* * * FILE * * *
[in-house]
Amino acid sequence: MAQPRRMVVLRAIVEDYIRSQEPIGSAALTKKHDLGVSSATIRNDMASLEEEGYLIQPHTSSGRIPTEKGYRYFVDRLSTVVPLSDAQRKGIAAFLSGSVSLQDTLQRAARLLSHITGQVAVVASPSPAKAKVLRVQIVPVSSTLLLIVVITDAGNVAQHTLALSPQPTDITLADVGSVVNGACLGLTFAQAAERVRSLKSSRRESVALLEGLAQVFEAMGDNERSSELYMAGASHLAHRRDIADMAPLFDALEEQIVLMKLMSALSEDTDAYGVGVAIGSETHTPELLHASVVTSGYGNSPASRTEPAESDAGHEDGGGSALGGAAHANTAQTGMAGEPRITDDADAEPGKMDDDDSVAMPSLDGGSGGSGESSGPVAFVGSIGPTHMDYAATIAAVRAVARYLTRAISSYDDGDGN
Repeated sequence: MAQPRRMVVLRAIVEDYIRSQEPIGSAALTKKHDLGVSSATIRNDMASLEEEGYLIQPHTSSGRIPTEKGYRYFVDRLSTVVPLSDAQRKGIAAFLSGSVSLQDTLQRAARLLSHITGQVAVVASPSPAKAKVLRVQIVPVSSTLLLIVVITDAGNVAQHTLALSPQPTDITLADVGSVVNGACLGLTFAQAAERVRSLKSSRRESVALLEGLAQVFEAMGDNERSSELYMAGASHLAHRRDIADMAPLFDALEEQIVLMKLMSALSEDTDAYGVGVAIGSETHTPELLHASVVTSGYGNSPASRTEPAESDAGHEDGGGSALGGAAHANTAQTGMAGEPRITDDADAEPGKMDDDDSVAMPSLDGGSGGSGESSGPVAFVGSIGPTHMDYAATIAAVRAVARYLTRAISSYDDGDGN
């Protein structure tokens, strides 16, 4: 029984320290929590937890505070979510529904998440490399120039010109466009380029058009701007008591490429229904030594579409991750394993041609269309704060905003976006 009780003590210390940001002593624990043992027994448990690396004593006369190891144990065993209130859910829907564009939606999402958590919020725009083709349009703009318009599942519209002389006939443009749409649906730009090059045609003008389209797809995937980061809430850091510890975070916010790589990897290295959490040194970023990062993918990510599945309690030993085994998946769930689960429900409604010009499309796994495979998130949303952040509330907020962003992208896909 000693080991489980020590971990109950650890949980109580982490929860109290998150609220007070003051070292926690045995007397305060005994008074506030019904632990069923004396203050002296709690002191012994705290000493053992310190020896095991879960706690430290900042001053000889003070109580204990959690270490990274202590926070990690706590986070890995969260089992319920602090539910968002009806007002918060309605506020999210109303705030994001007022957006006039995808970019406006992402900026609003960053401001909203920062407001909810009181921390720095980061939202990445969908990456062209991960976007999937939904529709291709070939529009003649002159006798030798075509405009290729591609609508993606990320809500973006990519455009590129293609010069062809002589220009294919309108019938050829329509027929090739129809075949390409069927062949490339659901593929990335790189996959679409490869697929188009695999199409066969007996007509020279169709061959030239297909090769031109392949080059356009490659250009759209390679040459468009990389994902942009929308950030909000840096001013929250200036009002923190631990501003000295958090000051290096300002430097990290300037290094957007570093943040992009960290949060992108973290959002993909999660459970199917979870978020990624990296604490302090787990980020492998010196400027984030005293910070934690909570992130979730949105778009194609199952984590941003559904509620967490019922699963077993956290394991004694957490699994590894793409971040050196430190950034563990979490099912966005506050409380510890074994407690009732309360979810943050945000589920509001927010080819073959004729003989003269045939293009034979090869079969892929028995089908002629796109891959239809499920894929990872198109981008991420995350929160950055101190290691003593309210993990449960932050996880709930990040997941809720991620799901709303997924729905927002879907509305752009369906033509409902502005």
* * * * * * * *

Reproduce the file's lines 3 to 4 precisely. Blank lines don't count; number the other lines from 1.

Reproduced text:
Repeated sequence: MAQPRRMVVLRAIVEDYIRSQEPIGSAALTKKHDLGVSSATIRNDMASLEEEGYLIQPHTSSGRIPTEKGYRYFVDRLSTVVPLSDAQRKGIAAFLSGSVSLQDTLQRAARLLSHITGQVAVVASPSPAKAKVLRVQIVPVSSTLLLIVVITDAGNVAQHTLALSPQPTDITLADVGSVVNGACLGLTFAQAAERVRSLKSSRRESVALLEGLAQVFEAMGDNERSSELYMAGASHLAHRRDIADMAPLFDALEEQIVLMKLMSALSEDTDAYGVGVAIGSETHTPELLHASVVTSGYGNSPASRTEPAESDAGHEDGGGSALGGAAHANTAQTGMAGEPRITDDADAEPGKMDDDDSVAMPSLDGGSGGSGESSGPVAFVGSIGPTHMDYAATIAAVRAVARYLTRAISSYDDGDGN
């Protein structure tokens, strides 16, 4: 029984320290929590937890505070979510529904998440490399120039010109466009380029058009701007008591490429229904030594579409991750394993041609269309704060905003976006 009780003590210390940001002593624990043992027994448990690396004593006369190891144990065993209130859910829907564009939606999402958590919020725009083709349009703009318009599942519209002389006939443009749409649906730009090059045609003008389209797809995937980061809430850091510890975070916010790589990897290295959490040194970023990062993918990510599945309690030993085994998946769930689960429900409604010009499309796994495979998130949303952040509330907020962003992208896909 000693080991489980020590971990109950650890949980109580982490929860109290998150609220007070003051070292926690045995007397305060005994008074506030019904632990069923004396203050002296709690002191012994705290000493053992310190020896095991879960706690430290900042001053000889003070109580204990959690270490990274202590926070990690706590986070890995969260089992319920602090539910968002009806007002918060309605506020999210109303705030994001007022957006006039995808970019406006992402900026609003960053401001909203920062407001909810009181921390720095980061939202990445969908990456062209991960976007999937939904529709291709070939529009003649002159006798030798075509405009290729591609609508993606990320809500973006990519455009590129293609010069062809002589220009294919309108019938050829329509027929090739129809075949390409069927062949490339659901593929990335790189996959679409490869697929188009695999199409066969007996007509020279169709061959030239297909090769031109392949080059356009490659250009759209390679040459468009990389994902942009929308950030909000840096001013929250200036009002923190631990501003000295958090000051290096300002430097990290300037290094957007570093943040992009960290949060992108973290959002993909999660459970199917979870978020990624990296604490302090787990980020492998010196400027984030005293910070934690909570992130979730949105778009194609199952984590941003559904509620967490019922699963077993956290394991004694957490699994590894793409971040050196430190950034563990979490099912966005506050409380510890074994407690009732309360979810943050945000589920509001927010080819073959004729003989003269045939293009034979090869079969892929028995089908002629796109891959239809499920894929990872198109981008991420995350929160950055101190290691003593309210993990449960932050996880709930990040997941809720991620799901709303997924729905927002879907509305752009369906033509409902502005």